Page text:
By Lotta Chan, CFJC Research Associate
Exactly four years ago, I was headed straight for Ankara, Turkey, where I would be studying for the year as part of a university education abroad program. At the time, I was unaware of how much the experience would change my life, and continue to influence the way I perceive the world even today.
I had never been to a Muslim country before, and soaked up every religious and cultural experience that came my way. Ramadan began shortly after I arrived, and the country suddenly lit up—literally and figuratively. Mosques were adorned with lights, every shopkeeper wished us happy “bayramlar” (holidays), and it felt as if the country were taking a deep breath of peace and brotherhood. Along with Ramadan came fasting, which myself and a handful of exchange student friends decided to experience together for one day. Our Muslim friends supported us and invited us to Iftar—the breaking of the fast—and explained to us the importance of fasting and prayer.
Each year since, I have fasted for one day during the month of Ramadan. This year, I chose today, the final day of the celebration. When hunger hit me in the mid-morning hours, I instinctively reached toward my stash of granola bars. I needed to shake off the temptation. Busy with work, this was not hard until noon when the delicious scents of lunch being cooked downstairs hit me. In the following hours, the apple on my desk kept staring at me, so I hid it. The worst, by far, is not being able to drink water on this hot summer day. And I haven’t even biked home and gone to rugby practice yet.
What started out years ago as a cultural experience has unintentionally begun to take the form of a deeply spiritual and emotional journey. Though I wouldn’t dare to describe how one fully committed to fasting and observing the full month of Ramadan feels, I can share my experience. When hunger sits with me all day, I begin to comprehend the full importance and significance of food in my life, and in all our lives. Right now, there are millions of people across the world who feel hunger’s sting not because they choose to, but because they have no other way. There are roughly 50.2 million Americans living in food insecure households, meaning they have a lack of sufficient, safe, and nutritious food to lead a healthy life. This includes 17.2 million children who face malnutrition or starvation, which can impair their physical and mental development and hold them back for the rest of their lives. In the world, the number of hungry and undernourished people is dangerously close to 1 billion.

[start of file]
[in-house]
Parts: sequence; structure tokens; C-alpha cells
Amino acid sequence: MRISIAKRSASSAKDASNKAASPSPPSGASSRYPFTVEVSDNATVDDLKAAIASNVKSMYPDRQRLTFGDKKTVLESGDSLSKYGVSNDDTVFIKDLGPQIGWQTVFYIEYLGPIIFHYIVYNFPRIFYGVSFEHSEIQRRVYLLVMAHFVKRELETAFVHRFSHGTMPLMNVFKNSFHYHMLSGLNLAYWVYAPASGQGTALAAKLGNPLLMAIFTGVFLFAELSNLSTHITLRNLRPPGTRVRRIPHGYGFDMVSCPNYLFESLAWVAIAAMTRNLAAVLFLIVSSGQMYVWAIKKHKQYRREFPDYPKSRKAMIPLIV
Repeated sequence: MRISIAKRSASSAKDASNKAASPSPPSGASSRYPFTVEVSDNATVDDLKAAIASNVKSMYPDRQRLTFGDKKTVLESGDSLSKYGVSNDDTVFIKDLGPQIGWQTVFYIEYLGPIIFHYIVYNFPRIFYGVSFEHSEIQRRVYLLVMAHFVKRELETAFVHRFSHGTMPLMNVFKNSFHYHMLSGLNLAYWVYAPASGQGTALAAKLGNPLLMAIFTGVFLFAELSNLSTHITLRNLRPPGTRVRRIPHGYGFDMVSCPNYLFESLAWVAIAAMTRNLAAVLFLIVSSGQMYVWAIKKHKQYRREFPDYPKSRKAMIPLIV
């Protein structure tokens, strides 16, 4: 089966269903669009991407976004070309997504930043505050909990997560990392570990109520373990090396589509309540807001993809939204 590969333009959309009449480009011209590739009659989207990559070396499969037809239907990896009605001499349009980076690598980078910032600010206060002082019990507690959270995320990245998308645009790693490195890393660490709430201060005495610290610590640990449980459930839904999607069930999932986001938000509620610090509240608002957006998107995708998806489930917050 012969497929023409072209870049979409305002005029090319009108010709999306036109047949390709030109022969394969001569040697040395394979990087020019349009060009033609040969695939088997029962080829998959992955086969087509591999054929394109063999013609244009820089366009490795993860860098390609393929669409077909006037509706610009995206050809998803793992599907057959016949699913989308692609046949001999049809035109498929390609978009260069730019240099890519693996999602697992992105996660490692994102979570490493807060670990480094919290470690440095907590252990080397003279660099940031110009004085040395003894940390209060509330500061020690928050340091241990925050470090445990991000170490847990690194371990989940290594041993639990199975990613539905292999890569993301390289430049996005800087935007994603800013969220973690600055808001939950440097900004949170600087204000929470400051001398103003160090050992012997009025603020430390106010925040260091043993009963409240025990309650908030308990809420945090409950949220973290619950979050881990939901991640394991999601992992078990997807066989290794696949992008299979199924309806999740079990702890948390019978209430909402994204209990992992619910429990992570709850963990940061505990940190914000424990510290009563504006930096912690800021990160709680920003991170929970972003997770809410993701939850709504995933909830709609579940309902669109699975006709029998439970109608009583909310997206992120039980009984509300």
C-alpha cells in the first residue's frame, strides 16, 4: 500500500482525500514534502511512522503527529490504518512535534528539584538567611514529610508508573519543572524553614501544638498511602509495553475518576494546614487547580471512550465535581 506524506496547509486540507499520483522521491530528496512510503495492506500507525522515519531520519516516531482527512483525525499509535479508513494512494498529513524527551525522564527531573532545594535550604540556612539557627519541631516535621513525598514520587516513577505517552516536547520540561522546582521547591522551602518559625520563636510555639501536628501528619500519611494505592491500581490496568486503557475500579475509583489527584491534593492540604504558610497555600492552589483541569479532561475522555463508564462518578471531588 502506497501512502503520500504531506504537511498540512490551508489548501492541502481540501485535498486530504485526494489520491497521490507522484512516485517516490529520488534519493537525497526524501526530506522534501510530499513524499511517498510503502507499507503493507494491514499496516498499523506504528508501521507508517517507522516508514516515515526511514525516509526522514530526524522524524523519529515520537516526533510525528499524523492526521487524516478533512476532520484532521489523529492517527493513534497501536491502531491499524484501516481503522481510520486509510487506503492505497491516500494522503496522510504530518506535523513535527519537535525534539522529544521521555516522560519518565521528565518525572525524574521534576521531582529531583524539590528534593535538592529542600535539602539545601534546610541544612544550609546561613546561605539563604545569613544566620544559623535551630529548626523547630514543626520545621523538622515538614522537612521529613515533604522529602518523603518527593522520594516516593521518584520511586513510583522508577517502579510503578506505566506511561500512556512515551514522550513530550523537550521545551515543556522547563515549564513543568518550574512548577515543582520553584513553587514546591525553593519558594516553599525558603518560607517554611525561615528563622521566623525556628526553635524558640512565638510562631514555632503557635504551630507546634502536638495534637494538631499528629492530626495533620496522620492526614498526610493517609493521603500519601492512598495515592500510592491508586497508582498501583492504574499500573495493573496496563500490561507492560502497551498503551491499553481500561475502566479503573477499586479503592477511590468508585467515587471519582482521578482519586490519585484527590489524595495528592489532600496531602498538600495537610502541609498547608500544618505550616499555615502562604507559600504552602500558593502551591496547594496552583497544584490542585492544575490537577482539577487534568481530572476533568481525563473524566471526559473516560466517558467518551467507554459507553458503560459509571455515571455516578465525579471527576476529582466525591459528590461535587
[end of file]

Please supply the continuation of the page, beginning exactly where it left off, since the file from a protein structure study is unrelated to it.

While many factors influence the number of food insecure people in this country, our food policies are one obvious one. Processed and nutritionally-devoid foods remain relatively cheap in America, encouraging their consumption for those who have no means to buy more expensive healthy foods such as fruits, vegetables, and legumes. Rising food prices affect us all, but disproportionately affect the poor and communities of color. And while a great degree of Farm Bill funding goes to food provisioning programs such as SNAP (formerly known as food stamps), around 33% of Americans who are eligible for the program receive no benefits.
I believe it’s time for us to build a food system that’s equitable, resilient, and responsive to those most in need. It’s time for healthy, accessible, and affordable food for everyone, so the only people who are hungry are those fasting by choice.
İyi Bayramlar, Happy Holidays.